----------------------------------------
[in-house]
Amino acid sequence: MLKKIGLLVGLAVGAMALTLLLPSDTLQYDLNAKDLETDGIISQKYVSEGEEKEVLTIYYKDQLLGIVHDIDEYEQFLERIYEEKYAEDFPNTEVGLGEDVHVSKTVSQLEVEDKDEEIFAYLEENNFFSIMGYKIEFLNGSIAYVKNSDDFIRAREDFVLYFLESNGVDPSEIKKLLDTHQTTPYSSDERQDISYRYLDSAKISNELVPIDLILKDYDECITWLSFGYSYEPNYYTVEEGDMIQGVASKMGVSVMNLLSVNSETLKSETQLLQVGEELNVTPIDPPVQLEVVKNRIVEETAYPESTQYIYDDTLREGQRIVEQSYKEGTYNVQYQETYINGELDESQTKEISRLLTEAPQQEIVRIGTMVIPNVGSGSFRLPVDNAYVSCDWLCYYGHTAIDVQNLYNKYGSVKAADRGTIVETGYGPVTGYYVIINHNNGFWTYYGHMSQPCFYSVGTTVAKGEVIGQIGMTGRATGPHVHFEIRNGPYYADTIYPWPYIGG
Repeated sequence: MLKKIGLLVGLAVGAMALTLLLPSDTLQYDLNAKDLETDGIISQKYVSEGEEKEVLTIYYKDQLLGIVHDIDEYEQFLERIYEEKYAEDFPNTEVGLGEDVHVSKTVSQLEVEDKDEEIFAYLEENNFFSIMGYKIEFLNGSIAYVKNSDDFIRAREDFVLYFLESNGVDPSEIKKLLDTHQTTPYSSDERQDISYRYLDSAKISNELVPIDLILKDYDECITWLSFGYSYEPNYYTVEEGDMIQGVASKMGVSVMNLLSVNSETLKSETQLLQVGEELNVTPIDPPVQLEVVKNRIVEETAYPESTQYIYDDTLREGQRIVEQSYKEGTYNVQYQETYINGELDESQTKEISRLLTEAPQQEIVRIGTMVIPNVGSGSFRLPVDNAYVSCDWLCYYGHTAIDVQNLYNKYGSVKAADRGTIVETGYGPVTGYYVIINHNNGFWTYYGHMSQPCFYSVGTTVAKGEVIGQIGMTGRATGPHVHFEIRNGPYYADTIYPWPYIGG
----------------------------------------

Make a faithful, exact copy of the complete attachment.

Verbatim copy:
[in-house]
Amino acid sequence: MLKKIGLLVGLAVGAMALTLLLPSDTLQYDLNAKDLETDGIISQKYVSEGEEKEVLTIYYKDQLLGIVHDIDEYEQFLERIYEEKYAEDFPNTEVGLGEDVHVSKTVSQLEVEDKDEEIFAYLEENNFFSIMGYKIEFLNGSIAYVKNSDDFIRAREDFVLYFLESNGVDPSEIKKLLDTHQTTPYSSDERQDISYRYLDSAKISNELVPIDLILKDYDECITWLSFGYSYEPNYYTVEEGDMIQGVASKMGVSVMNLLSVNSETLKSETQLLQVGEELNVTPIDPPVQLEVVKNRIVEETAYPESTQYIYDDTLREGQRIVEQSYKEGTYNVQYQETYINGELDESQTKEISRLLTEAPQQEIVRIGTMVIPNVGSGSFRLPVDNAYVSCDWLCYYGHTAIDVQNLYNKYGSVKAADRGTIVETGYGPVTGYYVIINHNNGFWTYYGHMSQPCFYSVGTTVAKGEVIGQIGMTGRATGPHVHFEIRNGPYYADTIYPWPYIGG
Repeated sequence: MLKKIGLLVGLAVGAMALTLLLPSDTLQYDLNAKDLETDGIISQKYVSEGEEKEVLTIYYKDQLLGIVHDIDEYEQFLERIYEEKYAEDFPNTEVGLGEDVHVSKTVSQLEVEDKDEEIFAYLEENNFFSIMGYKIEFLNGSIAYVKNSDDFIRAREDFVLYFLESNGVDPSEIKKLLDTHQTTPYSSDERQDISYRYLDSAKISNELVPIDLILKDYDECITWLSFGYSYEPNYYTVEEGDMIQGVASKMGVSVMNLLSVNSETLKSETQLLQVGEELNVTPIDPPVQLEVVKNRIVEETAYPESTQYIYDDTLREGQRIVEQSYKEGTYNVQYQETYINGELDESQTKEISRLLTEAPQQEIVRIGTMVIPNVGSGSFRLPVDNAYVSCDWLCYYGHTAIDVQNLYNKYGSVKAADRGTIVETGYGPVTGYYVIINHNNGFWTYYGHMSQPCFYSVGTTVAKGEVIGQIGMTGRATGPHVHFEIRNGPYYADTIYPWPYIGG